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Rosetta’s comet approached its most active period last year, the spacecraft spotted carbon dioxide ice – never before seen on a comet – followed by the emergence of two unusually large patches of water ice.
The carbon dioxide ice layer covered an area comparable to the size of a football pitch, while the two water ice patches were each larger than an Olympic swimming pool and much larger than any signs of water ice previously spotted at the comet.
The three icy layers were all found in the same region, on the comet’s southern hemisphere.
Sequence of 23 images of Comet 67P/Churyumov–Gerasimenko taken with Rosetta’s OSIRIS narrow-angle camera on 4 July 2015, about a month before the comet’s closest approach to the Sun. The three-colour images are made from observations at 480, 649 and 882 nm. The images are taken at 30 minute intervals and span a full day at the comet, which spins around its axis in about 12.4 hours. The Sun is towards the top of the frame. Credit: ESA/Rosetta/MPS for OSIRIS Team MPS/UPD/LAM/IAA/SSO/INTA/UPM/DASP/IDA; Reprinted with permission from S. Fornasier et al., Science 10.1126/science.aag2671 (2016)
A combination of the complex shape of the comet, its elongated path around the Sun and the substantial tilt of its spin, seasons are spread unequally between the two hemispheres of the double-lobed Comet 67P/Churyumov–Gerasimenko.
When Rosetta arrived in August 2014, the northern hemisphere was still undergoing its 5.5 year summer, while the southern hemisphere was in winter and much of it was shrouded in darkness.
However, shortly before the comet’s closest approach to the Sun in August 2015, the seasons changed and the southern hemisphere experienced a brief but intense summer, exposing this region to sunlight again.
In the first half of 2015, as the comet steadily became more active, Rosetta observed water vapour and other gases pouring out of the nucleus, lifting its dusty cover and revealing some of the comet’s icy secrets.
In particular, on two occasions in late March 2015, Rosetta’s visible, infrared and thermal imaging spectrometer, VIRTIS, found a very large patch of carbon dioxide ice in the Anhur region, in the comet’s southern hemisphere.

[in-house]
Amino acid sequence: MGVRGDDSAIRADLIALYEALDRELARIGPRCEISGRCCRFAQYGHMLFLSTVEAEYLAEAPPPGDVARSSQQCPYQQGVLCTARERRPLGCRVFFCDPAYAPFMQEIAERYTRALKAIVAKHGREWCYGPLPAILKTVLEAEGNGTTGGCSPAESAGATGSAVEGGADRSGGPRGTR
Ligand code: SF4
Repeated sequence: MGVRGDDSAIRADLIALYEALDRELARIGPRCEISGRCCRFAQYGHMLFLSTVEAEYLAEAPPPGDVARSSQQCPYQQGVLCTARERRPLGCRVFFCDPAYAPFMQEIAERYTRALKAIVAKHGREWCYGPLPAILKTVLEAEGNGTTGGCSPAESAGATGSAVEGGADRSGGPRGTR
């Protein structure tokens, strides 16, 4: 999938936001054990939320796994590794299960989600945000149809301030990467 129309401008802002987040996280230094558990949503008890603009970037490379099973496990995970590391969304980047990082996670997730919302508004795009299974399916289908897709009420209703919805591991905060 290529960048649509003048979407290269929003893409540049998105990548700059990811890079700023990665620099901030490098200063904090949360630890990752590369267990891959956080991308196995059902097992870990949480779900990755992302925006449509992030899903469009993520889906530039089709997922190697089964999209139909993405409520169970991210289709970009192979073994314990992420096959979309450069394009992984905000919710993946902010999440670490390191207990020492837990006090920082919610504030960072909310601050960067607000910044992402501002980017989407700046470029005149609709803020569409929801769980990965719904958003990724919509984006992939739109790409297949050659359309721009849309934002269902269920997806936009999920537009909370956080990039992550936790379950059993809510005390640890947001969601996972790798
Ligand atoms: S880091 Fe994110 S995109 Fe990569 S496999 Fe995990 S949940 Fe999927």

This is the first detection of solid carbon dioxide on any comet, although it is not uncommon in the Solar System – it is abundant in the polar caps of Mars, for example.
“We know comets contain carbon dioxide, which is one of the most abundant species in cometary atmospheres after water, but it’s extremely difficult to observe it in solid form on the surface,” explains Gianrico Filacchione from Italy’s INAF-IAPS Istituto di Astrofisica e Planetologia Spaziali, who led the study.
In the comet environment, carbon dioxide freezes at –193ºC, much below the temperature where water turns into ice. Above this temperature, it changes directly from a solid to a gas, hampering its detection in ice form on the surface.
“We hoped to find signs of carbon dioxide ice and had been looking for it for quite a while, but it was definitely a surprise when we finally detected its unmistakable signature,” adds Gianrico.
The patch, consisting of a few percent of carbon dioxide ice combined with a darker blend of dust and organic material, was observed on two consecutive days in March. This was a lucky catch: when the team looked at that region again around three weeks later, it was gone.
Assuming that all of the ice had turned into gas, the scientists estimated that the 80 x 60 m patch contained about 57 kg of carbon dioxide, corresponding to a 9 cm-thick layer. Its presence on the surface is likely an isolated rare case, with the majority of carbon dioxide ice being confined to deeper layers of the nucleus.
Gianrico and his collaborators believe the icy patch dates back a few years, when the comet was still in the cold reaches of the outer Solar System and the southern hemisphere was experiencing its long winter. At that time, some of the carbon dioxide still outgassing from the interior of the nucleus condensed on the surface, where it remained frozen for a very long while, and vaporised only as the local temperature finally rose again in April 2015.
This reveals a seasonal cycle of carbon dioxide ice, which unfolds over the comet’s 6.5 year orbit, as opposed to the daily cycle of water ice, also spotted by VIRTIS shortly after Rosetta’s arrival.